The CMA Music Festival kicks off this weekend in Nashville, but country singer Keni Thomas will miss it for an out-of-town gig — way out of town.
Mr. Thomas has accepted an invitation to sing the U.S. national anthem Sunday in the French village of Sainte-Mere-Eglise for the unveiling of the Allied Paratrooper Monument — marking the 70th anniversary of the D-Day campaign that secured the defeat of the Third Reich during World War II.
“It’s important because it is our history,” says Mr. Thomas, a former Army Ranger. “We are going to lose that generation.”
“This is really our last chance to say ‘thank you’ to those who served our country during D-Day. For me, it’s an honor, having actually worn the boots and knowing what those guys and those women did back then,” he says.
Sainte-Mere-Eglise, on the Normandy coast, was one of the first towns to be liberated by U.S. troops in the D-Day invasion.
Mr. Thomas has a personal tie to D-Day, because the Rangers led the way in the invasion. His father, retired Army Col. John Thomas, also a Ranger, will accompany him on his trip to Sainte-Mere-Eglise.
“Having been in the Ranger regiment, we are all tied up with Normandy,” the singer says. “All the guys that were [my father’s] commanders and drill sergeants in Vietnam were there.”
Advancing to the rank of staff sergeant before his discharge, Mr. Thomas was assigned to a unit that participated in “Operation Restore Hope” in Somalia and was involved in the battle detailed in the book and movie “Black Hawk Down.” He received a Bronze Star for valor.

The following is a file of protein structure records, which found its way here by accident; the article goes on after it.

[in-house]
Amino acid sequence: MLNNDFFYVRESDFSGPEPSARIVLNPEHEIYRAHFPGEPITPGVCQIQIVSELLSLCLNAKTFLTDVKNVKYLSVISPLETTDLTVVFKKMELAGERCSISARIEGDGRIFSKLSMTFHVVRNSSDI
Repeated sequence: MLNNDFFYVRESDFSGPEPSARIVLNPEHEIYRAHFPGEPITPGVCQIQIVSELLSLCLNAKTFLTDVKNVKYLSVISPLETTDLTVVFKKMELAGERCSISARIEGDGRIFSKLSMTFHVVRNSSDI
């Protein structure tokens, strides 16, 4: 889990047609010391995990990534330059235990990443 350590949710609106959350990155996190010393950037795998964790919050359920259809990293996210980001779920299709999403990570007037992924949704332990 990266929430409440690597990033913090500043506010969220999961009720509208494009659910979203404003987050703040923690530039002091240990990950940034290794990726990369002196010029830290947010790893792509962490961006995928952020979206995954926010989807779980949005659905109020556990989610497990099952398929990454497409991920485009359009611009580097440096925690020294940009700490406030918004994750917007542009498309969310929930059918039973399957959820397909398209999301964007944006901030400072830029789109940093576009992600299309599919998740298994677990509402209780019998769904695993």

As a motivational speaker, Mr. Thomas speaks nationally about the leadership lessons provided by his military service and the events surrounding “Black Hawk Down” — the 1993 Battle of Mogadishu in which Somali rebels killed 19 Rangers in an hourslong firefight after shooting down two Black Hawk helicopters.
He highlights those lessons in his book, “Get It On: What It Means to Lead the Way,” and his music, including songs on his new album “Give It Away,” which will be released June 24.
His travels around the U.S. have convinced him there’s a groundswell of patriotism throughout the country, he says.
“We had patriotism in spades in the early 2000s. Then it faded away, but it’s coming back now. It’s a real groundswell,” Mr. Thomas says, noting media attention on matters such as the VA health care crisis spark even more interest. “There are real challenges and real issues. Just because you didn’t hear about them didn’t mean they weren’t there.
“But it takes some thing like this for the public awareness to grow and the systems to be fixed.”